Soaring energy bills are leaving some schools struggling to afford their heating costs, with one infant school in Bristol asking parents to dress pupils in warm clothing as it limits the hours it runs heating.
The Labour Party warned in a report last month that schools would see their energy bills soar by up to £80 million collectively this winter as a result of the gas price spike and increasing electricity costs.
The report forecast a 12% increase in the average energy bill for a school. For secondary schools, which spent an average of £90,000 on energy in 2016-17, this could translate to a £10,000 increase in utility bills.
But the anecdotal reports of some headteachers suggest this figure could be an underestimate. Dave Woods, head of Beaconsfield Primary School in Southall, West London and a branch secretary for the National Association of Head Teachers, told the i newspaper that he was aware of some local schools receiving quotes for new energy contracts with price rises of 50 to 80 per cent for gas, electricity or both.
Sharan Matharu, principal of Elizabeth Woodville School in Milton Keynes, told the same outlet that the energy bills of her second school were increasing by £67,000—more than the cost of two newly-qualified teachers. The budget hit is forcing the school to make cuts elsewhere, including in curriculum and staffing.
“Whilst we have been prudent in our procurement arrangements, we are not insulated from the spike in energy prices and this will lead to in-year cost pressures,” the local authority said.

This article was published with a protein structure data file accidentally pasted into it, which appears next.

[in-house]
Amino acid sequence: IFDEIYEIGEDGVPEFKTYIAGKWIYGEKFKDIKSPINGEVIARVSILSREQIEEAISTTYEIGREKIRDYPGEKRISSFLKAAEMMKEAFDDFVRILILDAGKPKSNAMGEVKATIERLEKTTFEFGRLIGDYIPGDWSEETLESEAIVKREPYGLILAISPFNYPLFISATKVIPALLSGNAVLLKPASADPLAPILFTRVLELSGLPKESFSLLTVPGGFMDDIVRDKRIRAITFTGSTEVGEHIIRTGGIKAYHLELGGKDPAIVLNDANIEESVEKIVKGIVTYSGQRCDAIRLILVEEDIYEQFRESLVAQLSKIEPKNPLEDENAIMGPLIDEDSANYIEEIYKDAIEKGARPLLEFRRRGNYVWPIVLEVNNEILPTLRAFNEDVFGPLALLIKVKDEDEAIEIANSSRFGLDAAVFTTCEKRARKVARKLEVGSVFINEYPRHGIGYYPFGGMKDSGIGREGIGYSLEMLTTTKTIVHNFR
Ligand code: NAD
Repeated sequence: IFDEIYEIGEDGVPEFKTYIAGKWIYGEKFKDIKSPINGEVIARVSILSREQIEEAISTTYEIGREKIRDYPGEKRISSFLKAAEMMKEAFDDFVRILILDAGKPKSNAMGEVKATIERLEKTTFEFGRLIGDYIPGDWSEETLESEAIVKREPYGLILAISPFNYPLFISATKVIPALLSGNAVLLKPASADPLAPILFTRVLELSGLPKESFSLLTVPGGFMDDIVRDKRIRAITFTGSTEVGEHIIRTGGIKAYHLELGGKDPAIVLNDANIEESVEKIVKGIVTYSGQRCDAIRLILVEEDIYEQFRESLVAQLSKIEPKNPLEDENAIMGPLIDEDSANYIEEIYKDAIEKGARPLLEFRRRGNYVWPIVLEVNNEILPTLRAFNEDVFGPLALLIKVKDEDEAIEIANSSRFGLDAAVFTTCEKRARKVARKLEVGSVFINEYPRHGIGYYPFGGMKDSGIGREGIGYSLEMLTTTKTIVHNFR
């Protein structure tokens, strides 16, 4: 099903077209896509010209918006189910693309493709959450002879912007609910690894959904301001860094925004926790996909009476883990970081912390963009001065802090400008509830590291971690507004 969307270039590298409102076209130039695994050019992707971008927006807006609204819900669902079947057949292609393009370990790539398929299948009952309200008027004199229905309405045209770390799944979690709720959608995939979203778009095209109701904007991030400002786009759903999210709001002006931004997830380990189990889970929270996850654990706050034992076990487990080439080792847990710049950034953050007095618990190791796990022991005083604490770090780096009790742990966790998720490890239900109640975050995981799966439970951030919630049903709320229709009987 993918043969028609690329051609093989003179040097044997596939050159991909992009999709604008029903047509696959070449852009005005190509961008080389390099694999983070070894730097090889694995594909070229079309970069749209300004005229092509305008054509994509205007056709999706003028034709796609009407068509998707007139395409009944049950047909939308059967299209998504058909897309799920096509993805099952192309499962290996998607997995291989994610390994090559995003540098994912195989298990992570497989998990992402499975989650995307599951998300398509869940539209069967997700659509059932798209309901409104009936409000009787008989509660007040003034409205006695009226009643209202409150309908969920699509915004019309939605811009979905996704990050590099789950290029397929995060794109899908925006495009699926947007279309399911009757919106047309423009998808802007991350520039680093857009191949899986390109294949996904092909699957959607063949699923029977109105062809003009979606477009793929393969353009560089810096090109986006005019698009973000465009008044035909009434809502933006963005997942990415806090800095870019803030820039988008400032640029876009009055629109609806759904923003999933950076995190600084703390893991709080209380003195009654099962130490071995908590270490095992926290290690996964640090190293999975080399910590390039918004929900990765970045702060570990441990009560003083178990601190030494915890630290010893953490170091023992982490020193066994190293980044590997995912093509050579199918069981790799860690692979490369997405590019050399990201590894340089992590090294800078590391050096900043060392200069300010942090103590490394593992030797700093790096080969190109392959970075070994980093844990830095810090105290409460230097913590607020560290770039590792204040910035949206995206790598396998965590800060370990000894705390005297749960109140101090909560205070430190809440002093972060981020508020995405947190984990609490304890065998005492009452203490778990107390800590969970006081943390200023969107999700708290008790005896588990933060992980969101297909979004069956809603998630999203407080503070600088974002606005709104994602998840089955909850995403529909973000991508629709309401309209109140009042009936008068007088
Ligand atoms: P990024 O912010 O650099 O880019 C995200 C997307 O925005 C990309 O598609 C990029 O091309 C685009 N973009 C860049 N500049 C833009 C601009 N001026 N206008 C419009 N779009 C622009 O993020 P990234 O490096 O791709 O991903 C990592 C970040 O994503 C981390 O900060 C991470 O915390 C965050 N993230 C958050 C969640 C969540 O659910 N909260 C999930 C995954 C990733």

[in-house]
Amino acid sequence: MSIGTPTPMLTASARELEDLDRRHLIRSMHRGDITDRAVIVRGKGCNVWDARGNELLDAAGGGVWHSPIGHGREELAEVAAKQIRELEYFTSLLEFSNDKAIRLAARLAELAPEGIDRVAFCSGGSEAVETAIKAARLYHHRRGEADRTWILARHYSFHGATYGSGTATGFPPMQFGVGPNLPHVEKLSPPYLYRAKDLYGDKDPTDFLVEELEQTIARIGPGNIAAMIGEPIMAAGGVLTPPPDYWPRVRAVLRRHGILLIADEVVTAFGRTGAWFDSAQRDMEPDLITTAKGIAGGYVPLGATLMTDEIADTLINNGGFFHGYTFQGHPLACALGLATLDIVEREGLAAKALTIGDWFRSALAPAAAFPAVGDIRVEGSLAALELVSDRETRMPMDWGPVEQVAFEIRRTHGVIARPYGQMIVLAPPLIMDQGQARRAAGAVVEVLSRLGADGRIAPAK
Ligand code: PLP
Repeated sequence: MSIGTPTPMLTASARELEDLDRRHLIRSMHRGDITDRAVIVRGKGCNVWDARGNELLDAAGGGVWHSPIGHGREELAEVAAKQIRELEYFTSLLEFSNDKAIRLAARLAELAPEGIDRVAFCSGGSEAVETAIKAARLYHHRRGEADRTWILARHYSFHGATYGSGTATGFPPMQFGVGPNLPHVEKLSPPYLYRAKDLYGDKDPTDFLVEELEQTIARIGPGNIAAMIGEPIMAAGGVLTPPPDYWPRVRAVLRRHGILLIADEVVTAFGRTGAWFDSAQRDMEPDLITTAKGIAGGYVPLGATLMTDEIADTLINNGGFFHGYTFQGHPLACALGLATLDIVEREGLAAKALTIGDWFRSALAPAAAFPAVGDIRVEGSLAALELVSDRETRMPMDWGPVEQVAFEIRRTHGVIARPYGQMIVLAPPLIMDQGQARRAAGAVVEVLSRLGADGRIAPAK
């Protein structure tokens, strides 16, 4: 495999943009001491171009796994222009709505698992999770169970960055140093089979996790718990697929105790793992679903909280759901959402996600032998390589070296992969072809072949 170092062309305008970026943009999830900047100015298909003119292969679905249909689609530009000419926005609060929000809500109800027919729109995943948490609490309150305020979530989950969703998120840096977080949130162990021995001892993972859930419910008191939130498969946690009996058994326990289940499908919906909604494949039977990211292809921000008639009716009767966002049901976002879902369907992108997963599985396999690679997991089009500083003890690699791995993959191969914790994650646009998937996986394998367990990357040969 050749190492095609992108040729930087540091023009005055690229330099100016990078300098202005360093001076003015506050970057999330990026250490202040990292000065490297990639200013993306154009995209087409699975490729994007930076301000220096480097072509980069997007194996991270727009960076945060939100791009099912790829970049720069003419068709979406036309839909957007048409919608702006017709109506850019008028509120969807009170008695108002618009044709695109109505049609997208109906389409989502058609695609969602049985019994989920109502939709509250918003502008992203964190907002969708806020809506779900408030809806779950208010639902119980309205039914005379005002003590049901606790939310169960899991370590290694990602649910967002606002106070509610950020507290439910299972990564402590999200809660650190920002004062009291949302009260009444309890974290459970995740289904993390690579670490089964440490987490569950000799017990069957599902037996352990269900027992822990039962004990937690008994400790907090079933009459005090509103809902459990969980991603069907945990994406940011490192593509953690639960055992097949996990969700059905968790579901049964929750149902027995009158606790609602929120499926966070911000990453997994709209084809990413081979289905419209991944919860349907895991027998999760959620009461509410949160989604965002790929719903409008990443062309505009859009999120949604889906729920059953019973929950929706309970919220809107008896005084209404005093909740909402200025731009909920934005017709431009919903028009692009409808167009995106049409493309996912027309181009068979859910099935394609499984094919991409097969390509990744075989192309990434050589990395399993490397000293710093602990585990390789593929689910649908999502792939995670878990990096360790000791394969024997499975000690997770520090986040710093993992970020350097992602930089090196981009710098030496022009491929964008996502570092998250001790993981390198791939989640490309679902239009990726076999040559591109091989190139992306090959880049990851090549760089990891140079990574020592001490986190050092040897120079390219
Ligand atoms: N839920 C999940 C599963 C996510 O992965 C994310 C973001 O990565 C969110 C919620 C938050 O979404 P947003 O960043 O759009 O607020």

Summerhill Infants in St George, Bristol, is dealing with soaring energy costs by limiting the time heating is on during the day, turning down thermostats for hot water and switching off lights when not in use. It detailed the measures in an email to parents, which also asked pupils to wear warm clothing.
If the school doesn’t take those measures it will face energy bills of more than £30,000, it told parents.
A spokesperson for Bristol City Council said: “UK energy prices have risen sharply which in turn is pushing up bills across the city. Homes, businesses, schools are all feeling this additional financial challenge and it’s forcing many to make difficult choices about how they meet these extra costs.
“To support schools, our energy services are working on trying to extend current energy contracts to limit the impact of this surge in prices for those settings that are part of our contract scheme.”
The Department for Education said that core funding for schools will rise by £4.7 billion by 2024-25 compared to previous plans “building on the largest cash boost for a decade provided at the Spending Review in 2019.”
Labour has countered that the government isn’t doing enough to help cash-strapped schools, which are already struggling to fund catch-up for students whose education was interrupted by the pandemic.
Peter Kyle, Labour’s shadow schools minister, said: “With little government support for catch-up, they’re operating on a shoestring, and just like families everywhere are working desperately to make ends meet.
“What they don’t need is a £10,000 bill whacked on their desks for gas and electric, forcing schools to choose between spending on teaching, and keeping the lights on.”